So Yong Kim’s Lovesong unfolds like a narratively stripped-down version of My Best Friend’s Wedding if Julia Roberts had secretly been in love with Cameron Diaz instead of Dermot Mulroney. Split into two distinct halves, the film chronicles a three-year span of a blossoming friendship between Sarah (Riley Keough), a twentysomething living in rural Pennsylvania with her young daughter (Jessie Ok Gray), and Mindy (Jena Malone), a childhood friend visiting her hometown after being away for several years.
Kim composes scenes with an eye for passing details, whether surveying the items in Sarah’s cluttered home or focusing on the way Sarah enjoys the breeze coming through open windows during an afternoon drive. These specifics compel Kim’s understanding of Sarah’s constraints: Instead of exclusively pinning Sarah’s malcontent on her distant husband, Dean (Cary Joji Fukunaga), whose presence amounts to a seldom video chat, the character’s dissatisfaction also stems from an existential unfamiliarity with her immediate environment and, thus, her own body and desires.
The film’s screenplay oscillates between such interests in quotidian, documentary-tinged ethnography and revealing conversations that veer into tales of sexual intimacy. Late one night, Sarah and Mindy talk about Sarah’s sex life with Dean. From Sarah’s descriptions it’s a dull affair, with a night for anal sex scheduled as if it were weekly grocery shopping. These sorts of revelations are surprising, if calculated, given Kim’s general reliance on images, such as Sarah slowly sinking underwater in a bathtub, to convey the character’s numbness. The largely one-sided conversation no doubt recalls comparable discussions about sexual desire in Persona, but Kim wields these moments as explicit counterpoints to reject the preceding sense that the film is reveling in Sarah’s angst. By giving her a body through the naming of sex acts, Kim foreshadows a unique unity between distinctly visual forms of poetic longing and the wholly physical necessity of sex as a source of pleasure.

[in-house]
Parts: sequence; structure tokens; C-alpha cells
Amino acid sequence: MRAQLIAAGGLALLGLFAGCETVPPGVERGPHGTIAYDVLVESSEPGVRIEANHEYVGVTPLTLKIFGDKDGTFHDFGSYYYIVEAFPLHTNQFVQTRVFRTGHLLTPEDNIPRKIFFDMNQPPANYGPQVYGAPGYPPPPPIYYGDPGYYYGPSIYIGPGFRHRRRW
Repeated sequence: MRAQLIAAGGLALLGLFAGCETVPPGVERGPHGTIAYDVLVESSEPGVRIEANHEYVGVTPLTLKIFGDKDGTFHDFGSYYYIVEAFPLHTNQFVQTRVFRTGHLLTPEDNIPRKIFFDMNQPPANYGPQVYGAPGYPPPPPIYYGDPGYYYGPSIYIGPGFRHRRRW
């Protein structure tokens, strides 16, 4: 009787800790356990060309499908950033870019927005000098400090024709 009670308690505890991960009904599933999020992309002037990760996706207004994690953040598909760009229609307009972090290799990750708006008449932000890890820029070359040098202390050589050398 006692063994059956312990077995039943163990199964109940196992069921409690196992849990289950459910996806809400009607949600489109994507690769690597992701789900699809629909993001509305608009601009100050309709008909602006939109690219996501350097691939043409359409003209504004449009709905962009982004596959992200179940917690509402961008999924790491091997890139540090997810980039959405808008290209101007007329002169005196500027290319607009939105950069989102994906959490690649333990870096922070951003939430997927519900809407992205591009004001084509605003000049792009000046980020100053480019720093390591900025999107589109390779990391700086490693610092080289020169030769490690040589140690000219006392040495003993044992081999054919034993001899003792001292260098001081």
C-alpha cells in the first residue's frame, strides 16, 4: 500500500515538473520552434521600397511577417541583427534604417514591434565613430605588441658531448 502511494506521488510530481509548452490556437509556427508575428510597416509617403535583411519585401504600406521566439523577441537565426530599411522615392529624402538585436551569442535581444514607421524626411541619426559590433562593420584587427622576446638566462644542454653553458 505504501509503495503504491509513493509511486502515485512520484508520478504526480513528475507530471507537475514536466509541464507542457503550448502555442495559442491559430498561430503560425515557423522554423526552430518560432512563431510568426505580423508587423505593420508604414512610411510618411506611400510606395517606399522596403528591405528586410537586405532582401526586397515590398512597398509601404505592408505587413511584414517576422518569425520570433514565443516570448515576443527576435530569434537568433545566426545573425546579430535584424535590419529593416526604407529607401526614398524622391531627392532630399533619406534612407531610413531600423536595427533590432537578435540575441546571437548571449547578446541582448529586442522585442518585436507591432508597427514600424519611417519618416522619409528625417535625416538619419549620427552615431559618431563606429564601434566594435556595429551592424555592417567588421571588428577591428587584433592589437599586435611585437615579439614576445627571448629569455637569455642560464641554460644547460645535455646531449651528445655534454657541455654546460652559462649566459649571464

Lovesong dances around these possibilities before a jarring ellipsis vaults the story three years into the future, where Mindy, now living in Nashville, is set to marry Leif (Ryan Eggold). Sarah arrives with her daughter in tow, having barely managed to conceal her amorous affections for Mindy since a night they slept together during Mindy’s stay. Kim modulates the film’s prior functioning as essentially a two-hander to account for various members of the wedding party, including Lily (Brooklyn Decker), whose determination to tell dirty jokes during the rehearsal dinner becomes a peculiar commentary on the film’s underlying thesis about the difficulty of reconciling beauty and sex.
When Lily tells a particularly nasty joke that revolves around implied pedophilia, it triggers Sarah’s sexual anxiety. If Kim stops short of granting Sarah a childlike innocence, the character’s subsequent determination to reveal her true feelings poses no real threat to breaking apart the bonds of heterosexual matrimony. But as Lovesong suggests, this isn’t Sarah’s doing, only the demands of a social system that strands women with apathetic husbands as a rite of passage into womanhood. Though not as direct in its appeals to the choking effects of forced domesticity in cultural conceptions of femininity as Todd Haynes’s Carol, the film ultimately manages a convincing articulation of the complex friendship between women as a possible out from the repressive dead ends of sexual and emotional destitution.